3. Just right fit — This is the sweet spot, this is highly desirable and occurs when our model can produce good accuracies on both testing and validation data. This can happen with correct set of all hyperparameters. Relating it to the above example this happens when our child is able to learn as well as score better marks in exams.

Now the question comes, How to differentiate between overfitting and underfitting?

Solving the issue of bias and variance is really about dealing with over-fitting and under-fitting. Bias is reduced and variance is increased in relation to model complexity. As more and more parameters are added to a model, the complexity of the model rises and variance becomes our primary concern while bias steadily falls.

Lets first learn what is bias, variance and their importance in predicting model.

Bias: It happens to be the tendency of an ML model to consistently learn the wrong relations by not taking in account all the features given for the training.

A ML model with high bias won’t be able to learn relations between features effectively and hence would Underfit on the dataset leading to low accuracy while predicting.

It gives us how closeness is our predictive model’s to training data after averaging predict value. Generally algorithm has high bias which help them to learn fast and easy to understand but are less flexible. That looses it ability to predict complex problem, so it fails to explain the algorithm bias. This results in underfitting of our model.

Variance: It’s explained as the amount by which the target function changes while it’s being trained on data. Alternatively, it’s the flexibility of the Model to tune itself with the data points in the given training dataset

An ML model with High variance causes the it to become highly flexible with respect to the data points of the dataset. Such a condition causes a model to Overfit on the training data leading to low accuracy while predicting.

It define as deviation of predictions, in simple it is the amount which tell us when its point data value change or a different data is use how much the predicted value will be affected for same model or for different model respectively. Ideally, the predicted value which we predict from model should remain same even changing from one training data-sets to another, but if the model has high variance then model predict value are affect by value of data-sets.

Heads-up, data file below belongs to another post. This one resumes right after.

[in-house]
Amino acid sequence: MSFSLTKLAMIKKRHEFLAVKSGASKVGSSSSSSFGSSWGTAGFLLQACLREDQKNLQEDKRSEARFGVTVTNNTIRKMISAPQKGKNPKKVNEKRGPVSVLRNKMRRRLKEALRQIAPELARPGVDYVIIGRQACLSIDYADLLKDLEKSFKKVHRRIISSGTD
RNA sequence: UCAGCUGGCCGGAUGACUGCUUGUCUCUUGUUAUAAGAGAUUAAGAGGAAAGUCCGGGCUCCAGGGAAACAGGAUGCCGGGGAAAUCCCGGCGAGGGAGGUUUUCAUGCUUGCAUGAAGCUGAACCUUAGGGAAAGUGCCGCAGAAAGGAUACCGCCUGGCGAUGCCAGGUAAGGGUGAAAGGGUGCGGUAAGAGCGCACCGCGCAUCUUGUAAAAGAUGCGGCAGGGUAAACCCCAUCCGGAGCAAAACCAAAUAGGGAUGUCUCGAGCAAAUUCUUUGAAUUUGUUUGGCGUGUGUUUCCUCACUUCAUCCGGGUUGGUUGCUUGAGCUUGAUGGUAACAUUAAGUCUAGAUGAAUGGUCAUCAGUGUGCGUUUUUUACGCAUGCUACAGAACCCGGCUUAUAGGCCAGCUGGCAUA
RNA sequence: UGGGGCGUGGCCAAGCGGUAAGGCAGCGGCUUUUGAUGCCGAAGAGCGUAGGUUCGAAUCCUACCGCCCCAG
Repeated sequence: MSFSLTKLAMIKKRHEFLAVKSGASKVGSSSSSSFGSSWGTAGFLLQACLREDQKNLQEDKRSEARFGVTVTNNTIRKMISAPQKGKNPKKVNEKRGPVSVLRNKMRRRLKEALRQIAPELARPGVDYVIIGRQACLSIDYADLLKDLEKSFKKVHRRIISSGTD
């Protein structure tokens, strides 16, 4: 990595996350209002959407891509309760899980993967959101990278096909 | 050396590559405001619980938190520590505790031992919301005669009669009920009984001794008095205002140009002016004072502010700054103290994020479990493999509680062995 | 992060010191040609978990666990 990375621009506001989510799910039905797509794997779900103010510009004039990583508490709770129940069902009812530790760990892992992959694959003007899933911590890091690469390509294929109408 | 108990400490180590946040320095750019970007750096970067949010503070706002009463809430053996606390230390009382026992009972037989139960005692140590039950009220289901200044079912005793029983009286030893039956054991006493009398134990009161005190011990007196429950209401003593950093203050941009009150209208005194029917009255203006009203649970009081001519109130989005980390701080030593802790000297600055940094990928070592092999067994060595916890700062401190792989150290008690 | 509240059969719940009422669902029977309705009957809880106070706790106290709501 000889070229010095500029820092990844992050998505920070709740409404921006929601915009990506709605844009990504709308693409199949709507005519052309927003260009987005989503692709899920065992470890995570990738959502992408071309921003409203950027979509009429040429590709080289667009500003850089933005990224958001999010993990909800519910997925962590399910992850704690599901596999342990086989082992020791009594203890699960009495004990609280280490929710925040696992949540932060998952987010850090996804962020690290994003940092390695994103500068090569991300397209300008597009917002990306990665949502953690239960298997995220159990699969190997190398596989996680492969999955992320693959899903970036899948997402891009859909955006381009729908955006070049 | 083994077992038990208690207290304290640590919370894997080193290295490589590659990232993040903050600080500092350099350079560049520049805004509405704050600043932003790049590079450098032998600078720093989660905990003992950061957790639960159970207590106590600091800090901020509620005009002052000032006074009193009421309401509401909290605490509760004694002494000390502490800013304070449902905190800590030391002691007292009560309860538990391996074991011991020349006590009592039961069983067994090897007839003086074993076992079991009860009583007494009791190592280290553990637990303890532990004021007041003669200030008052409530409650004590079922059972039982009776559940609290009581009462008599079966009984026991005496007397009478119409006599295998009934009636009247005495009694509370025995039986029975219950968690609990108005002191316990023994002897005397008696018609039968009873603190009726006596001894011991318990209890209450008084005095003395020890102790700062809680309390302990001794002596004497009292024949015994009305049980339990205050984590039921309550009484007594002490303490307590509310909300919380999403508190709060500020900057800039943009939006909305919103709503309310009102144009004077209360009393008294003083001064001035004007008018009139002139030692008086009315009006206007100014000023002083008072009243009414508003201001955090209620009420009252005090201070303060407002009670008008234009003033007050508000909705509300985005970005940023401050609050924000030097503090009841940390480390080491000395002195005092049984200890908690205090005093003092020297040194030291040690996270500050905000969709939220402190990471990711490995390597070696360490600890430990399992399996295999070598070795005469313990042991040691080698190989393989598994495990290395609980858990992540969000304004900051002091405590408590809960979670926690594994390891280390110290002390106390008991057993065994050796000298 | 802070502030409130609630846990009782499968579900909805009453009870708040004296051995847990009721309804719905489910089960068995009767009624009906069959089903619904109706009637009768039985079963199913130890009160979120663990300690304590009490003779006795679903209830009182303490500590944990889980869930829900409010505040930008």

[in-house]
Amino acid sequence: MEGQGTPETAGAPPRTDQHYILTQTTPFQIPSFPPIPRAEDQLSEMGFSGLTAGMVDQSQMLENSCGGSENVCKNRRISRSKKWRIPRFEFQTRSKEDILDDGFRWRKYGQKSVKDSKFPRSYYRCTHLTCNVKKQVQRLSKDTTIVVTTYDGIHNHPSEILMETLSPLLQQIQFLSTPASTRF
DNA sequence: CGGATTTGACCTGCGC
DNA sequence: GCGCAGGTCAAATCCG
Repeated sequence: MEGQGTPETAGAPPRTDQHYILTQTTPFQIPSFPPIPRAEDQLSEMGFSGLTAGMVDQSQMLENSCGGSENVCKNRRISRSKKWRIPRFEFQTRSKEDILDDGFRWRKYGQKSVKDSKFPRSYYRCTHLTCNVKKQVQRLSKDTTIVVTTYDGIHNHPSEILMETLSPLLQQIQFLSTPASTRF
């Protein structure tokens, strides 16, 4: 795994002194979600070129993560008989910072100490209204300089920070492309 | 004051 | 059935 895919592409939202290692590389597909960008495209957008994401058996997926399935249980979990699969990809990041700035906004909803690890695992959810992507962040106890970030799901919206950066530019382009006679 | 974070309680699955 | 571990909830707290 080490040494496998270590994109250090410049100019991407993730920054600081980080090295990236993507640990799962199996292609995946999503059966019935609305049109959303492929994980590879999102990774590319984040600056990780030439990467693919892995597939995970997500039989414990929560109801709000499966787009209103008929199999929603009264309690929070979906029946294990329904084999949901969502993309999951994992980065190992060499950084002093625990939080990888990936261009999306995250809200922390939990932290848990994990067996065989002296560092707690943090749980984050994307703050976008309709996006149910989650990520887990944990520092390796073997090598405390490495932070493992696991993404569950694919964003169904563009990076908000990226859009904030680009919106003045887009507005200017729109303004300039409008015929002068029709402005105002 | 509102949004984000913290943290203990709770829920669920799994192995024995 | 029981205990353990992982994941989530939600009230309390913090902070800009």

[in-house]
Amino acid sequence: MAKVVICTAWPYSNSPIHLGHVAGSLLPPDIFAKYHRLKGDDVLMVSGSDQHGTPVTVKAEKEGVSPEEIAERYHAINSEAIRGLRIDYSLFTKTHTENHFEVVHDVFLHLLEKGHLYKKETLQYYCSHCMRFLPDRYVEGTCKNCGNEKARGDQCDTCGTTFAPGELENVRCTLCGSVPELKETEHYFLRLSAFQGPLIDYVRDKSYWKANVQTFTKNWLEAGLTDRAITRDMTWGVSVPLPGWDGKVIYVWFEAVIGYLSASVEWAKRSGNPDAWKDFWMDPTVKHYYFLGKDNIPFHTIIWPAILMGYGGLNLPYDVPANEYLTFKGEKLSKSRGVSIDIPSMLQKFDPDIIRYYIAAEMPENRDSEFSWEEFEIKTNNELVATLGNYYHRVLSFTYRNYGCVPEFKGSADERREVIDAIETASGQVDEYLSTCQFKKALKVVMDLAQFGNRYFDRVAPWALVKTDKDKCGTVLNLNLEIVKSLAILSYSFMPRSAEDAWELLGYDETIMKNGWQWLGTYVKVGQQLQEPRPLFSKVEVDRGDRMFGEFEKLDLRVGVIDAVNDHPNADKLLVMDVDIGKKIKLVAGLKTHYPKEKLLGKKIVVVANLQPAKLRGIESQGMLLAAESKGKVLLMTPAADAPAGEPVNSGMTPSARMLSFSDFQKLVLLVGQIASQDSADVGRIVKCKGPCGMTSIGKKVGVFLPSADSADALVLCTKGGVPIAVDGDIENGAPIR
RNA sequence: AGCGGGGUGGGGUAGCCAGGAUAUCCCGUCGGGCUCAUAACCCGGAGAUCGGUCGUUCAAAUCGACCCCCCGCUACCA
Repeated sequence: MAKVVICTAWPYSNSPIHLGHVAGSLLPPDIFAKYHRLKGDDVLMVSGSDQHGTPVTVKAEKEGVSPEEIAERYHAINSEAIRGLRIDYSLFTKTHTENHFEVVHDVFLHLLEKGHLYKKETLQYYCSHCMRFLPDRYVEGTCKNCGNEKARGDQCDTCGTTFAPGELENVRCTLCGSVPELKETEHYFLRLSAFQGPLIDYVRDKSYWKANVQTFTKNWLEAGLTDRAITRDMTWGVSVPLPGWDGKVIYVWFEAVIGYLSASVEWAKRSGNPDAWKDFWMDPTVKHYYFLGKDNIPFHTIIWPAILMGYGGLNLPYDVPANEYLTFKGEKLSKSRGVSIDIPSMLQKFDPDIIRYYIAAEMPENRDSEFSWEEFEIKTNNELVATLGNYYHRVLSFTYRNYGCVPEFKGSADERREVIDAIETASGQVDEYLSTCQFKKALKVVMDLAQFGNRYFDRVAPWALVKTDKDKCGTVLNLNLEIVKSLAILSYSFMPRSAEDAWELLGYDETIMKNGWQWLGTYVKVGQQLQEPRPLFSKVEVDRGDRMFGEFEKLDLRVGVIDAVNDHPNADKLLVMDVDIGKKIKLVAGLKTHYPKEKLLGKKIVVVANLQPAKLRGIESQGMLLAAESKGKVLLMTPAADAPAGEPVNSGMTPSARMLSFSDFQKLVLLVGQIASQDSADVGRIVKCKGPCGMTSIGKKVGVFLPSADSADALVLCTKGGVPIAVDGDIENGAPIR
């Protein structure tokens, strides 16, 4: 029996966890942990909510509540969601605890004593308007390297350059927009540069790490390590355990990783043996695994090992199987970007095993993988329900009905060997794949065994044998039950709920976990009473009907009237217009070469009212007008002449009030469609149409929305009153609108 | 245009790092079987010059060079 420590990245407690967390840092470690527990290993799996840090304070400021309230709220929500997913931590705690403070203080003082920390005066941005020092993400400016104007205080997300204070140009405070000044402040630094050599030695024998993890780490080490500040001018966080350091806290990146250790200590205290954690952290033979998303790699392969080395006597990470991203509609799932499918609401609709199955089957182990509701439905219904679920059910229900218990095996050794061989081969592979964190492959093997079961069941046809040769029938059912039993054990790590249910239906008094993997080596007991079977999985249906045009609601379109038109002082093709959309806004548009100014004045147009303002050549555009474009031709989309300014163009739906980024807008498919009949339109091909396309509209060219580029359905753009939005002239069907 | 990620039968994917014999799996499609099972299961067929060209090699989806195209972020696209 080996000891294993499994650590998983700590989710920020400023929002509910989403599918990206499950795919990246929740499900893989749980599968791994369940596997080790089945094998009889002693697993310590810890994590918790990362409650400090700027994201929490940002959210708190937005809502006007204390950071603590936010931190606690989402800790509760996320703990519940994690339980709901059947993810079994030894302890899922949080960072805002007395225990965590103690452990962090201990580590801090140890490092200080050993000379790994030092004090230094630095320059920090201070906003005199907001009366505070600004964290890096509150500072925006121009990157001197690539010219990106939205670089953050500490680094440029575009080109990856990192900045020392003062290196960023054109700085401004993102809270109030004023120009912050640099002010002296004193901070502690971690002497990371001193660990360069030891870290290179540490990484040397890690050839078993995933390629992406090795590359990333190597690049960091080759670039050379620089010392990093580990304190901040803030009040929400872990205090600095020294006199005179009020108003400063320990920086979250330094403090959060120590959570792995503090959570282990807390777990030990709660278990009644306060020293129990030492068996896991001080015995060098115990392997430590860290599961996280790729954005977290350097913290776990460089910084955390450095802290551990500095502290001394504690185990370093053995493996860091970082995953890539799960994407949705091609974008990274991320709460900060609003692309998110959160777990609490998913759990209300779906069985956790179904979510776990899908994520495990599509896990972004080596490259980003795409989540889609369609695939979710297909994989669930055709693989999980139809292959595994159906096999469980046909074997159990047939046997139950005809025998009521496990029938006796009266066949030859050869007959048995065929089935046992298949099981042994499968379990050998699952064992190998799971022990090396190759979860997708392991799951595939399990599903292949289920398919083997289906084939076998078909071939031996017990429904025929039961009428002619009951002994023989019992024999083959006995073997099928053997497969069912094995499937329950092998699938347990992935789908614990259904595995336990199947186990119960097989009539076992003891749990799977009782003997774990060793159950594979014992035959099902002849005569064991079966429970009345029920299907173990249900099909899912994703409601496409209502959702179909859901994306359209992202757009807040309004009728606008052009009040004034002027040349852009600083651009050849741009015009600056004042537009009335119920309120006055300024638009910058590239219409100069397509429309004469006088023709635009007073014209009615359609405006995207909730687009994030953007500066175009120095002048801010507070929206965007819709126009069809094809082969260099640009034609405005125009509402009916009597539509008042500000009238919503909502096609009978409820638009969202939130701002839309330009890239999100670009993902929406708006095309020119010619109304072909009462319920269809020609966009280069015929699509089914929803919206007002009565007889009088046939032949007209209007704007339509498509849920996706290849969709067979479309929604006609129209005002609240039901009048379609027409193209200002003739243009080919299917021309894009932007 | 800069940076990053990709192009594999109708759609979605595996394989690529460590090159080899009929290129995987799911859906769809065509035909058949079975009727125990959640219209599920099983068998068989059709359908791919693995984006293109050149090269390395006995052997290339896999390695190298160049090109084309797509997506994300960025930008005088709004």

Balancing Bias and Variance also called bias variance Trade-off proves out to be the best way to ensure that model is sufficiently fit on the data and performs well on new data.

Bias-variance trade off in Machine Learning:

  1. Divide data into training, testing and validation split.
  2. Start with some configuration.
  3. Make sure you’re using right hyperparameters.
  4. Model training and validation error(don’t touch test data)
High bias leads to underfitting and high variance leads to overfitting.
Simple model — High bias, Low Variance
Complex model — Low bias, High Variance
Ideal model — Low bias, Low variance

If training error and validation error are high that means we are hit by high bias and it can be corrected by either increasing complexity or training for more epochs.

If training error is low but validation error is high that means we are hit by high variance and it can be corrected by either using Regularization techniques or by early stopping.

If both training error and validation error is low then we got what we wanted, it’s a perfect model.

It is not possible to have high training error but low validation error.

Conclusion

Hopefully, this article will help you to tune your model in best way and also assisted you to know more machine learning concepts in better way and even made you realize machine learning is not difficult and is already happening in your daily life.

As always, thanks so much for reading, and please share this article if you found it useful!